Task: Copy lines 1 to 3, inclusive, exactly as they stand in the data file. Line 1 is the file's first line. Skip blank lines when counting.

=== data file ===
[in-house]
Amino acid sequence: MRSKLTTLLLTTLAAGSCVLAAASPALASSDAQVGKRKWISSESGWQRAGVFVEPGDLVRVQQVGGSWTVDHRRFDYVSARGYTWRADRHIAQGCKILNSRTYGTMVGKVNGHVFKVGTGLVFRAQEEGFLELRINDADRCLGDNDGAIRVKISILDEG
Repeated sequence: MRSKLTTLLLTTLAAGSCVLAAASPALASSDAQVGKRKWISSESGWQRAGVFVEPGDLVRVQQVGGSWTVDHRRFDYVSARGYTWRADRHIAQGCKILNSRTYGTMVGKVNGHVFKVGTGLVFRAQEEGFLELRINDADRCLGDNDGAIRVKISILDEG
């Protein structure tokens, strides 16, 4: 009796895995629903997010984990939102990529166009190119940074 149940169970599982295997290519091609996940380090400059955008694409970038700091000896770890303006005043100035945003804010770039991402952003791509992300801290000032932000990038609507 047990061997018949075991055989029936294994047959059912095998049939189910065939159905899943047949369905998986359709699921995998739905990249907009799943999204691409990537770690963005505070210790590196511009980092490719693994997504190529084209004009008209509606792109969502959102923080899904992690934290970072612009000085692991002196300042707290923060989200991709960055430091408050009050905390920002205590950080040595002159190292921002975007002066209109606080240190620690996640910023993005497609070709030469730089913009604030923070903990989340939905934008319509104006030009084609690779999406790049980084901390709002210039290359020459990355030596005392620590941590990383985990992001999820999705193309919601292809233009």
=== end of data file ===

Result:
[in-house]
Amino acid sequence: MRSKLTTLLLTTLAAGSCVLAAASPALASSDAQVGKRKWISSESGWQRAGVFVEPGDLVRVQQVGGSWTVDHRRFDYVSARGYTWRADRHIAQGCKILNSRTYGTMVGKVNGHVFKVGTGLVFRAQEEGFLELRINDADRCLGDNDGAIRVKISILDEG
Repeated sequence: MRSKLTTLLLTTLAAGSCVLAAASPALASSDAQVGKRKWISSESGWQRAGVFVEPGDLVRVQQVGGSWTVDHRRFDYVSARGYTWRADRHIAQGCKILNSRTYGTMVGKVNGHVFKVGTGLVFRAQEEGFLELRINDADRCLGDNDGAIRVKISILDEG